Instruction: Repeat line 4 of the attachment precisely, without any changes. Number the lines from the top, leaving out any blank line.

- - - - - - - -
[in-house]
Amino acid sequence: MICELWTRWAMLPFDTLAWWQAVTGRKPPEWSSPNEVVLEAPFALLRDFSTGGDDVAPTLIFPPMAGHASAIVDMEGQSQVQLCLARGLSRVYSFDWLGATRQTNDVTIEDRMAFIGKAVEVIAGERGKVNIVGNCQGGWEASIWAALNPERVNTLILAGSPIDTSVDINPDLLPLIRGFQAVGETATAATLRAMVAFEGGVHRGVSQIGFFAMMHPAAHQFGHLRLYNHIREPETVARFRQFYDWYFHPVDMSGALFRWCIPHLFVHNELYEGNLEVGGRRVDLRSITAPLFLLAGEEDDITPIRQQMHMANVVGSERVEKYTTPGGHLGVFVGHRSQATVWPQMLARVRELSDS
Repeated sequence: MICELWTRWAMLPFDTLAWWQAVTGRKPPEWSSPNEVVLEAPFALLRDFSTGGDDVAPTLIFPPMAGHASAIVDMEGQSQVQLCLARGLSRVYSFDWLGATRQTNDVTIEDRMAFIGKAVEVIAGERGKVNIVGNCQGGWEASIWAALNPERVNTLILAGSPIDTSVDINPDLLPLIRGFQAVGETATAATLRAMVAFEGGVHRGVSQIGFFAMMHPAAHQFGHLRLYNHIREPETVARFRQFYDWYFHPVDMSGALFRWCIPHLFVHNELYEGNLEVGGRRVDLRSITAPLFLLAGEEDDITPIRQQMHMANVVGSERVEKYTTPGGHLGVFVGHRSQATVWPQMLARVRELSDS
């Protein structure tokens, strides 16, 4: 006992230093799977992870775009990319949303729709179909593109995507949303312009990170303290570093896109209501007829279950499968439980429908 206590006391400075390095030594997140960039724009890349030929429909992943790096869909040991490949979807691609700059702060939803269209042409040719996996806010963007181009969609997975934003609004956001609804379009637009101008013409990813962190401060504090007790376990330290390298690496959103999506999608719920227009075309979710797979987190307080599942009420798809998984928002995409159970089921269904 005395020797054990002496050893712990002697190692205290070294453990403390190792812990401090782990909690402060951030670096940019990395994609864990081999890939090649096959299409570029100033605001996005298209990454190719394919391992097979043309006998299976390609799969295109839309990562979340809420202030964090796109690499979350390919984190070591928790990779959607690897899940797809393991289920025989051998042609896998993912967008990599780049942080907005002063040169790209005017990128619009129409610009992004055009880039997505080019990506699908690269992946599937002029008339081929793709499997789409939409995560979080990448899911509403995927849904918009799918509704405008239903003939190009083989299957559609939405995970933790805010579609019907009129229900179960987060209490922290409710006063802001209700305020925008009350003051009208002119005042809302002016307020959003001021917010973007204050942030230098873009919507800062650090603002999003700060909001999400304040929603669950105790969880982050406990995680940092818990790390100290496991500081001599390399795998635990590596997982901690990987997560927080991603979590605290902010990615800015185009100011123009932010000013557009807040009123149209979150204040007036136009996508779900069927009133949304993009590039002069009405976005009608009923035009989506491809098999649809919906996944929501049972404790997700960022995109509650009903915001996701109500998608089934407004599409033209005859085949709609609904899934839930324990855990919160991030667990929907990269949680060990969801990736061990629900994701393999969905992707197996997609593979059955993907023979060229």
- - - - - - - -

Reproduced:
């Protein structure tokens, strides 16, 4: 006992230093799977992870775009990319949303729709179909593109995507949303312009990170303290570093896109209501007829279950499968439980429908 206590006391400075390095030594997140960039724009890349030929429909992943790096869909040991490949979807691609700059702060939803269209042409040719996996806010963007181009969609997975934003609004956001609804379009637009101008013409990813962190401060504090007790376990330290390298690496959103999506999608719920227009075309979710797979987190307080599942009420798809998984928002995409159970089921269904 005395020797054990002496050893712990002697190692205290070294453990403390190792812990401090782990909690402060951030670096940019990395994609864990081999890939090649096959299409570029100033605001996005298209990454190719394919391992097979043309006998299976390609799969295109839309990562979340809420202030964090796109690499979350390919984190070591928790990779959607690897899940797809393991289920025989051998042609896998993912967008990599780049942080907005002063040169790209005017990128619009129409610009992004055009880039997505080019990506699908690269992946599937002029008339081929793709499997789409939409995560979080990448899911509403995927849904918009799918509704405008239903003939190009083989299957559609939405995970933790805010579609019907009129229900179960987060209490922290409710006063802001209700305020925008009350003051009208002119005042809302002016307020959003001021917010973007204050942030230098873009919507800062650090603002999003700060909001999400304040929603669950105790969880982050406990995680940092818990790390100290496991500081001599390399795998635990590596997982901690990987997560927080991603979590605290902010990615800015185009100011123009932010000013557009807040009123149209979150204040007036136009996508779900069927009133949304993009590039002069009405976005009608009923035009989506491809098999649809919906996944929501049972404790997700960022995109509650009903915001996701109500998608089934407004599409033209005859085949709609609904899934839930324990855990919160991030667990929907990269949680060990969801990736061990629900994701393999969905992707197996997609593979059955993907023979060229």